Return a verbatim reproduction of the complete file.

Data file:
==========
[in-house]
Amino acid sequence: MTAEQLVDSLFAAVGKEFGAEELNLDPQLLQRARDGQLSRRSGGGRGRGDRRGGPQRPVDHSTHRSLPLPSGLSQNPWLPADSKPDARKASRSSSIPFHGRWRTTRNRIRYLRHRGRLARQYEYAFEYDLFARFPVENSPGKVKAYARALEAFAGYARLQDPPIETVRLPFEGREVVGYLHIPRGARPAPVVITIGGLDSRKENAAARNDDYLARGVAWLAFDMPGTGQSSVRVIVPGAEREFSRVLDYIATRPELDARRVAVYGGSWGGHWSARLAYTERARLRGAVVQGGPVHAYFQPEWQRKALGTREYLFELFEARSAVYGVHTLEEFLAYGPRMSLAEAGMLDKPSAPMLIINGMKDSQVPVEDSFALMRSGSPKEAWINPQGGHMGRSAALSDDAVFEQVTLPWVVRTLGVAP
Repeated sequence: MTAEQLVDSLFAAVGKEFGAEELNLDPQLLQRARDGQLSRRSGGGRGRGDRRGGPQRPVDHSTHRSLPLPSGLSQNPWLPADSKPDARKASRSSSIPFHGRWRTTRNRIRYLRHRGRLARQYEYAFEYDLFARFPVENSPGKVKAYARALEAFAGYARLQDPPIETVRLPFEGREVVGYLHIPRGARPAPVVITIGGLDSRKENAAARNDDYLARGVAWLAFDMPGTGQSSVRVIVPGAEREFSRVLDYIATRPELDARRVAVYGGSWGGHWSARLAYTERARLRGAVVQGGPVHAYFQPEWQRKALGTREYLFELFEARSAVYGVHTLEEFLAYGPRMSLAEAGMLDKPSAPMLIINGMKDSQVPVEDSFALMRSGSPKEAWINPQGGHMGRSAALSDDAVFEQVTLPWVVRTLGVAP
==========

[in-house]
Amino acid sequence: MTAEQLVDSLFAAVGKEFGAEELNLDPQLLQRARDGQLSRRSGGGRGRGDRRGGPQRPVDHSTHRSLPLPSGLSQNPWLPADSKPDARKASRSSSIPFHGRWRTTRNRIRYLRHRGRLARQYEYAFEYDLFARFPVENSPGKVKAYARALEAFAGYARLQDPPIETVRLPFEGREVVGYLHIPRGARPAPVVITIGGLDSRKENAAARNDDYLARGVAWLAFDMPGTGQSSVRVIVPGAEREFSRVLDYIATRPELDARRVAVYGGSWGGHWSARLAYTERARLRGAVVQGGPVHAYFQPEWQRKALGTREYLFELFEARSAVYGVHTLEEFLAYGPRMSLAEAGMLDKPSAPMLIINGMKDSQVPVEDSFALMRSGSPKEAWINPQGGHMGRSAALSDDAVFEQVTLPWVVRTLGVAP
Repeated sequence: MTAEQLVDSLFAAVGKEFGAEELNLDPQLLQRARDGQLSRRSGGGRGRGDRRGGPQRPVDHSTHRSLPLPSGLSQNPWLPADSKPDARKASRSSSIPFHGRWRTTRNRIRYLRHRGRLARQYEYAFEYDLFARFPVENSPGKVKAYARALEAFAGYARLQDPPIETVRLPFEGREVVGYLHIPRGARPAPVVITIGGLDSRKENAAARNDDYLARGVAWLAFDMPGTGQSSVRVIVPGAEREFSRVLDYIATRPELDARRVAVYGGSWGGHWSARLAYTERARLRGAVVQGGPVHAYFQPEWQRKALGTREYLFELFEARSAVYGVHTLEEFLAYGPRMSLAEAGMLDKPSAPMLIINGMKDSQVPVEDSFALMRSGSPKEAWINPQGGHMGRSAALSDDAVFEQVTLPWVVRTLGVAP